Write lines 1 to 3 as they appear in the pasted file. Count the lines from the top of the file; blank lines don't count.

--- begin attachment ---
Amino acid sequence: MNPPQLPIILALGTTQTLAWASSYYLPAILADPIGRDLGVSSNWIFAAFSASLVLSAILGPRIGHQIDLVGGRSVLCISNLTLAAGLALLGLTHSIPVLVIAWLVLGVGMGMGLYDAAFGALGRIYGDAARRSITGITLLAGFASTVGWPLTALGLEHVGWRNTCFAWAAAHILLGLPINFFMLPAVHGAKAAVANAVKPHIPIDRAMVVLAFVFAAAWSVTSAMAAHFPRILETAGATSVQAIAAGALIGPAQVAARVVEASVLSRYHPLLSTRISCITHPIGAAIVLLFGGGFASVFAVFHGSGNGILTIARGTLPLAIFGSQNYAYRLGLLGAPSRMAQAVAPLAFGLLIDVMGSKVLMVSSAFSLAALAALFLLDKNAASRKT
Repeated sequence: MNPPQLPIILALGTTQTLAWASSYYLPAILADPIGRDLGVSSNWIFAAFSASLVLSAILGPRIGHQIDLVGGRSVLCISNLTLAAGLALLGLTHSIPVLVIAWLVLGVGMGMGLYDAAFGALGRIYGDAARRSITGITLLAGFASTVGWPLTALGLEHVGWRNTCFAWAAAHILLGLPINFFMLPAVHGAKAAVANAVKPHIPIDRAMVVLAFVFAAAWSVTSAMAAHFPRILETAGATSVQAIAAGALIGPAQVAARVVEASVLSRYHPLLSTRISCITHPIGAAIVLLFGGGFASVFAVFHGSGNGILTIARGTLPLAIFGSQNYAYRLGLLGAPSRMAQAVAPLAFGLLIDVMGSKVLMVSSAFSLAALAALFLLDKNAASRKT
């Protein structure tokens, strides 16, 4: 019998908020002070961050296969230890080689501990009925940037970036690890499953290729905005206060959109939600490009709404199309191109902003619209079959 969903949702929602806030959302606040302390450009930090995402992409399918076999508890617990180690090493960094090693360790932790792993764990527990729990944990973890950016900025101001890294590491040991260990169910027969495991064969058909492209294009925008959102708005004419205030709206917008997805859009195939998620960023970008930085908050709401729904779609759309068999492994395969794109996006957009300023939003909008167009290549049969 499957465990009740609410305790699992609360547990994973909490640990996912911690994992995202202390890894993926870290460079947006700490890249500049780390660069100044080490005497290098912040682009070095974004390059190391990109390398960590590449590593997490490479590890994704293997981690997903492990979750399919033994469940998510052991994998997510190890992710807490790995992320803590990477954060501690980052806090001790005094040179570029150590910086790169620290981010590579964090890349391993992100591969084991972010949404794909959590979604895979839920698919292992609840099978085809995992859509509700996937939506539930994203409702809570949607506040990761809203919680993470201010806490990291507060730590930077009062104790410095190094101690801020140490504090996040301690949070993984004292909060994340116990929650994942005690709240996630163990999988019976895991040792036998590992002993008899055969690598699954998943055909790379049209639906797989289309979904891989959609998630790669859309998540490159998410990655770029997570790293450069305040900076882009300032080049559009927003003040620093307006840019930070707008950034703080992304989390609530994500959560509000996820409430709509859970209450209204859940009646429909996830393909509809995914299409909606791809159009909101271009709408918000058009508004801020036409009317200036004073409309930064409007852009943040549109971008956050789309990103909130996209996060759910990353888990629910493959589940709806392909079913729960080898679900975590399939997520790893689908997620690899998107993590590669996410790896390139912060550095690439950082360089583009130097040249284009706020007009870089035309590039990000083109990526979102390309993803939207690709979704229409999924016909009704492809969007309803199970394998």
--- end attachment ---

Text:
Amino acid sequence: MNPPQLPIILALGTTQTLAWASSYYLPAILADPIGRDLGVSSNWIFAAFSASLVLSAILGPRIGHQIDLVGGRSVLCISNLTLAAGLALLGLTHSIPVLVIAWLVLGVGMGMGLYDAAFGALGRIYGDAARRSITGITLLAGFASTVGWPLTALGLEHVGWRNTCFAWAAAHILLGLPINFFMLPAVHGAKAAVANAVKPHIPIDRAMVVLAFVFAAAWSVTSAMAAHFPRILETAGATSVQAIAAGALIGPAQVAARVVEASVLSRYHPLLSTRISCITHPIGAAIVLLFGGGFASVFAVFHGSGNGILTIARGTLPLAIFGSQNYAYRLGLLGAPSRMAQAVAPLAFGLLIDVMGSKVLMVSSAFSLAALAALFLLDKNAASRKT
Repeated sequence: MNPPQLPIILALGTTQTLAWASSYYLPAILADPIGRDLGVSSNWIFAAFSASLVLSAILGPRIGHQIDLVGGRSVLCISNLTLAAGLALLGLTHSIPVLVIAWLVLGVGMGMGLYDAAFGALGRIYGDAARRSITGITLLAGFASTVGWPLTALGLEHVGWRNTCFAWAAAHILLGLPINFFMLPAVHGAKAAVANAVKPHIPIDRAMVVLAFVFAAAWSVTSAMAAHFPRILETAGATSVQAIAAGALIGPAQVAARVVEASVLSRYHPLLSTRISCITHPIGAAIVLLFGGGFASVFAVFHGSGNGILTIARGTLPLAIFGSQNYAYRLGLLGAPSRMAQAVAPLAFGLLIDVMGSKVLMVSSAFSLAALAALFLLDKNAASRKT
């Protein structure tokens, strides 16, 4: 019998908020002070961050296969230890080689501990009925940037970036690890499953290729905005206060959109939600490009709404199309191109902003619209079959 969903949702929602806030959302606040302390450009930090995402992409399918076999508890617990180690090493960094090693360790932790792993764990527990729990944990973890950016900025101001890294590491040991260990169910027969495991064969058909492209294009925008959102708005004419205030709206917008997805859009195939998620960023970008930085908050709401729904779609759309068999492994395969794109996006957009300023939003909008167009290549049969 499957465990009740609410305790699992609360547990994973909490640990996912911690994992995202202390890894993926870290460079947006700490890249500049780390660069100044080490005497290098912040682009070095974004390059190391990109390398960590590449590593997490490479590890994704293997981690997903492990979750399919033994469940998510052991994998997510190890992710807490790995992320803590990477954060501690980052806090001790005094040179570029150590910086790169620290981010590579964090890349391993992100591969084991972010949404794909959590979604895979839920698919292992609840099978085809995992859509509700996937939506539930994203409702809570949607506040990761809203919680993470201010806490990291507060730590930077009062104790410095190094101690801020140490504090996040301690949070993984004292909060994340116990929650994942005690709240996630163990999988019976895991040792036998590992002993008899055969690598699954998943055909790379049209639906797989289309979904891989959609998630790669859309998540490159998410990655770029997570790293450069305040900076882009300032080049559009927003003040620093307006840019930070707008950034703080992304989390609530994500959560509000996820409430709509859970209450209204859940009646429909996830393909509809995914299409909606791809159009909101271009709408918000058009508004801020036409009317200036004073409309930064409007852009943040549109971008956050789309990103909130996209996060759910990353888990629910493959589940709806392909079913729960080898679900975590399939997520790893689908997620690899998107993590590669996410790896390139912060550095690439950082360089583009130097040249284009706020007009870089035309590039990000083109990526979102390309993803939207690709979704229409999924016909009704492809969007309803199970394998």